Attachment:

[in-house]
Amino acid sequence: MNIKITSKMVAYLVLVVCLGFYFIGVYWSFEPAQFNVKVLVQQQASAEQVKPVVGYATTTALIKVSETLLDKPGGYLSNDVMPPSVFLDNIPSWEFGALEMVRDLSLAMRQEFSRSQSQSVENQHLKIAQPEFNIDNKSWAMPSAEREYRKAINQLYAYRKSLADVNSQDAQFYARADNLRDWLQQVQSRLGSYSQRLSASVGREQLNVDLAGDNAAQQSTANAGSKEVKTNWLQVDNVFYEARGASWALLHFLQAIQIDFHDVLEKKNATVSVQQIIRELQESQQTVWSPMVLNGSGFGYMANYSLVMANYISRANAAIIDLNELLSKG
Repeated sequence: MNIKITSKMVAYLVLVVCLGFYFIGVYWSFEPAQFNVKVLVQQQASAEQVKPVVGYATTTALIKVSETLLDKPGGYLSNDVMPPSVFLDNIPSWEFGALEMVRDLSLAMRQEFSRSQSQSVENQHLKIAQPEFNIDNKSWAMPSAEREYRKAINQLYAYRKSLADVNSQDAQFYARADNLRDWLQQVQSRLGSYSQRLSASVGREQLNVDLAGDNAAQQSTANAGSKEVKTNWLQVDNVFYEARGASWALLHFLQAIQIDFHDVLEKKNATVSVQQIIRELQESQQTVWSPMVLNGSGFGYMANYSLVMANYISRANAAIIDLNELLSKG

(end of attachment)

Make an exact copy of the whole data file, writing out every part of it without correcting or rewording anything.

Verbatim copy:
[in-house]
Amino acid sequence: MNIKITSKMVAYLVLVVCLGFYFIGVYWSFEPAQFNVKVLVQQQASAEQVKPVVGYATTTALIKVSETLLDKPGGYLSNDVMPPSVFLDNIPSWEFGALEMVRDLSLAMRQEFSRSQSQSVENQHLKIAQPEFNIDNKSWAMPSAEREYRKAINQLYAYRKSLADVNSQDAQFYARADNLRDWLQQVQSRLGSYSQRLSASVGREQLNVDLAGDNAAQQSTANAGSKEVKTNWLQVDNVFYEARGASWALLHFLQAIQIDFHDVLEKKNATVSVQQIIRELQESQQTVWSPMVLNGSGFGYMANYSLVMANYISRANAAIIDLNELLSKG
Repeated sequence: MNIKITSKMVAYLVLVVCLGFYFIGVYWSFEPAQFNVKVLVQQQASAEQVKPVVGYATTTALIKVSETLLDKPGGYLSNDVMPPSVFLDNIPSWEFGALEMVRDLSLAMRQEFSRSQSQSVENQHLKIAQPEFNIDNKSWAMPSAEREYRKAINQLYAYRKSLADVNSQDAQFYARADNLRDWLQQVQSRLGSYSQRLSASVGREQLNVDLAGDNAAQQSTANAGSKEVKTNWLQVDNVFYEARGASWALLHFLQAIQIDFHDVLEKKNATVSVQQIIRELQESQQTVWSPMVLNGSGFGYMANYSLVMANYISRANAAIIDLNELLSKG